Eating Chinese Food Could Extend Life

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In the fascinating realm of scientific discovery, the interplay between our oral microbiome and longevity has sparked considerable interest. Two pivotal studies have shed light on how the microorganisms residing in our mouths could influence our health and aging process, revealing the complexity and potential of our oral microbiota as a player in the game of human lifespan extension.

Core Findings from the Studies

  1. The Salivary Microbiome’s Global Core and Variability:
    • Researchers have identified a core microbiome in human saliva, consisting of 68 bacterial taxa, demonstrating both a high prevalence of core bacterial members and notable variability across human populations.
    • This core microbiome is influenced by factors such as gender, age, geographic location, tobacco usage, and alcohol consumption, with geographic location being the most significant factor affecting the structure of the salivary microbiota.
  2. Link to Longevity and Health:
    • Another study delved into the genetic aspects of human longevity, identifying specific genetic loci associated with increased lifespan and reduced risks for multiple diseases. This suggests that the oral microbiome, by its influence on our health, may indirectly relate to longevity.

Global Differences in Oral Microbiome Composition

The salivary microbiome study underscores the existence of a stable core microbiome across different populations. However, it also highlights significant variability influenced by demographic and lifestyle factors. Notably, geographic location emerges as the most potent factor, pointing to distinct microbial signatures among populations from different regions of the world. This diversity could be attributed to varying diets, environmental exposures, and cultural practices, suggesting that our surroundings and way of life play crucial roles in shaping our oral microbiome.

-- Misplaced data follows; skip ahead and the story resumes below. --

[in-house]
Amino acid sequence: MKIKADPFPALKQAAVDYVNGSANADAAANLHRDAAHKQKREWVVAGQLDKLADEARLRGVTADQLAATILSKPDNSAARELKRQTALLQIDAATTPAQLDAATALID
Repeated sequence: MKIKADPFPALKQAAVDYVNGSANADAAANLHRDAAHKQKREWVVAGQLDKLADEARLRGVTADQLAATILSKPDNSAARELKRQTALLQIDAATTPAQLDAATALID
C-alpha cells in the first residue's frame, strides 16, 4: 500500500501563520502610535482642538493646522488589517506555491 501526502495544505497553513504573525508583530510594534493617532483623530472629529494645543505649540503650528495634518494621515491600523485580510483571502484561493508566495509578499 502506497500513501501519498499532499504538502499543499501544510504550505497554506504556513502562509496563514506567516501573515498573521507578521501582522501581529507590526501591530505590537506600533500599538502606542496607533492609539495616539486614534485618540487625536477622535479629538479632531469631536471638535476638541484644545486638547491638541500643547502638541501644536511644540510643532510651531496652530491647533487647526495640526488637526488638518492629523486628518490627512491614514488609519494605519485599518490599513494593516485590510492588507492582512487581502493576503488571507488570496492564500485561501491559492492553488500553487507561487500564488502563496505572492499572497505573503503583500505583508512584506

Implications for Longevity

While the direct link between the oral microbiome and longevity is still a burgeoning field of research, these studies collectively hint at a profound connection. The oral microbiome’s influence on systemic health, including its impact on diseases and conditions associated with aging, positions it as a potential target for interventions aimed at promoting healthspan and lifespan. For instance, certain bacterial taxa within our mouths may have protective effects, while others might contribute to chronic inflammation or disease, thereby influencing our longevity.

The Role of Lifestyle and Environmental Factors

The observed variability in the oral microbiome across different populations underscores the significance of lifestyle and environmental factors in its composition. This variability suggests potential pathways through which the oral microbiome might influence health and longevity, possibly mediated by diet, oral hygiene practices, and exposure to environmental microbes.

Should We Eat More Chinese Food?

While the papers do not explicitly rank countries based on the healthiness of their oral microbiome, the detailed analysis suggests that geographic location—and by extension, the associated lifestyle and dietary habits—plays a crucial role in shaping the salivary microbiome. Therefore, countries where traditional diets are rich in prebiotics, fiber, and natural antioxidants, and where lifestyle factors promote oral health, might have populations with a healthier oral microbiome. These conditions are often found in regions with diets rich in fruits, vegetables, and fermented foods, such as some Asian countries, including China, as highlighted in the study, and possibly other countries with similar dietary habits.


Liu, X., Zou, L., Nie, C. et al. Mendelian randomization analyses reveal causal relationships between the human microbiome and longevity. Sci Rep13, 5127 (2023).

Ruan, X., Luo, J., Zhang, P. et al. The salivary microbiome shows a high prevalence of core bacterial members yet variability across human populations. npj Biofilms Microbiomes8, 85 (2022).

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